Students' Ideas for a Better Pandemic Experience

students dance with hula hoops to maintain distance
Students dance with hula hoops to maintain social distancing

December 07, 2020
Dale Goodwin ('86)

As a health educator in the Office of Health Promotion, part of Katie Noble’s job is educating others about mental health, and advocating for resources for students to help them navigate their challenges.

But in 2020, her job is much broader, normalizing the anxieties brought on by emotional challenges, disconnection with peers and family, screen fatigue and isolation that many of us are facing during the pandemic.

On Oct. 30, she conducted a public virtual conversation with a panel of six students, who spoke about their class and interpersonal experiences. Noble outlined these key takeaways, in hope that it inspires empathy for what our students are experiencing, and offers a look into how me might best care for students.

Watch the full recording here. Listed below are some of the major themes and take-a-ways from this 50-minute session:

• Significant amounts of screen time. Students shared that they are spending between 8-10 hours per day on their computers whether doing homework, in meetings, synchronously in class via Zoom, or asynchronously watching videos or other materials for their courses. Students noted that they feel that they have more classwork and time dedicated towards classes compared to pre-pandemic courses.

• Major disruptions to life and school schedule. Several students had changes to their schedules, are no longer studying abroad, and/or are creating shifts to their course schedules and plan based off whether courses were offered in person, via Zoom, or hybrid. Significant impact on social connections with friends, family, professors, and classmates. Students are still living with uncertainty.

• Creating a balance between school and life is hard to navigate. Panelists shared various experiences about how their physical environments have changed and the difficulty of creating and maintaining their social and support networks.

• Communication and Gonzaga’s Response to the Pandemic. Most undergrads agreed that the response has been good or great. They would prefer an excess of information compared to not enough information. Our law school panelist shared that they felt the response to law students has not been as supportive or responsive to their needs.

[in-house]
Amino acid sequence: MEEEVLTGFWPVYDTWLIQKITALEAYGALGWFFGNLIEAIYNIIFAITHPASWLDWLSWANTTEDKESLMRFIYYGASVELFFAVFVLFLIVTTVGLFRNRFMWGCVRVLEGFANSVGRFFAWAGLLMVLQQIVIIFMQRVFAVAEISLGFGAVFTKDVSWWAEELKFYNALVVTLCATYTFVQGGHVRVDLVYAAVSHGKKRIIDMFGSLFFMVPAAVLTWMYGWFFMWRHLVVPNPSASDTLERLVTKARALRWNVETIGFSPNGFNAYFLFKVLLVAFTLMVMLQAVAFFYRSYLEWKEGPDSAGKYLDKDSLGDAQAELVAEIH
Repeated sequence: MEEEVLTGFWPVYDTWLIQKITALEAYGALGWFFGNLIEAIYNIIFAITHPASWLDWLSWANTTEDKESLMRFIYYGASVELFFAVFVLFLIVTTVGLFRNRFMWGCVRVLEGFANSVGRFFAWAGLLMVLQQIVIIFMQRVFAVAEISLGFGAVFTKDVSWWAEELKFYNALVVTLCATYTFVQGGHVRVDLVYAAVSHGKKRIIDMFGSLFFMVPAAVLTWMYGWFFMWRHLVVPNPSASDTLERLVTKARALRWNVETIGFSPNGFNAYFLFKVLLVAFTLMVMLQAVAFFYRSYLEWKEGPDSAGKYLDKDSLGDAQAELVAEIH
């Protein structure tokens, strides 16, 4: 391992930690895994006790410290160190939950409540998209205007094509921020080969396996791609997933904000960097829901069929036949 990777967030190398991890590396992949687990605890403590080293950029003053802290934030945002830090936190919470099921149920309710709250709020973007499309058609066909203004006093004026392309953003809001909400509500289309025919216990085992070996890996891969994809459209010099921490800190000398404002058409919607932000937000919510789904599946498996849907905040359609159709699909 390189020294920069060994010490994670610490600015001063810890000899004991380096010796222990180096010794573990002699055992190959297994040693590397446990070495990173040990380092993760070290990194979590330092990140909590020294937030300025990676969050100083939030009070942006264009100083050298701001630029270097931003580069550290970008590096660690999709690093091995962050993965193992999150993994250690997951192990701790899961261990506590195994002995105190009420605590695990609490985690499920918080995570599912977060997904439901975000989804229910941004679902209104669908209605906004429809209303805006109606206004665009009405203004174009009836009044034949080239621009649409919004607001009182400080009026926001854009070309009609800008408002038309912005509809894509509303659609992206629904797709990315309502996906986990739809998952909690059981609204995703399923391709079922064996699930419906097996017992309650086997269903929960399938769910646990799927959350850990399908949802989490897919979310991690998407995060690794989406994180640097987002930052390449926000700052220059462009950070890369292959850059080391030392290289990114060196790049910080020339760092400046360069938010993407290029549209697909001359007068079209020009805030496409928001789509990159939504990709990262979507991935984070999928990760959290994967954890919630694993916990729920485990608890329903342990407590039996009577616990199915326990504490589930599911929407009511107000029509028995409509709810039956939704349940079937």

• What do you want staff and faculty to know as we move into the second half of the semester and think ahead to the spring?

- Participation via Zoom is difficult, especially for introverted students. Consider using Zoom tools such as the chat feature, polls, or breakout rooms to encourage engagement and participation.(Hosts/professors can visit the rooms to hear conversations.)

- Breakout rooms can help build connection amongst students in a smaller setting.

- Consider ways to decrease screen time or use of electronics (e.g., audio recordings).

- Reflect on ways to build meaningful connection with your students. Panelists noted doing a quick check in survey or reminding students to connect with you via office hours for quick 1:1s is helpful. Remind students when and how you’re available to them.

- Normalize the struggle for students, staff, and faculty. Talk openly with your students about how they’re doing and try to adapt and be flexible. Many students may be struggling but they also recognize that faculty and staff may be struggling as well. Create space for students to feel comfortable talking about their challenges and consider how you may open up about your challenges.

• Students feel they have the academic support needed to be successful.

• Mental Health and/or Self-Care Day(s). Students advocated for self-care breaks or mental health days. Consider multiple days or shortening a few class periods and encourage students to use the time for self-care. As we move to next semester, consider what this may look like within your course knowing you and your students will not receive a spring break to recharge.

• Students are sad and frustrated with no Spring Break but they understand why. Consider a lighter week during that time, if possible.

• Positive effects of the pandemic: more intentional and better connection with close friends and family, developing skills around maintaining and fostering relationships, and more appreciative of their health and well-being.

Student campus resources are available at Student Resources. For staff and faculty members needing additional support, contact Human Resources.

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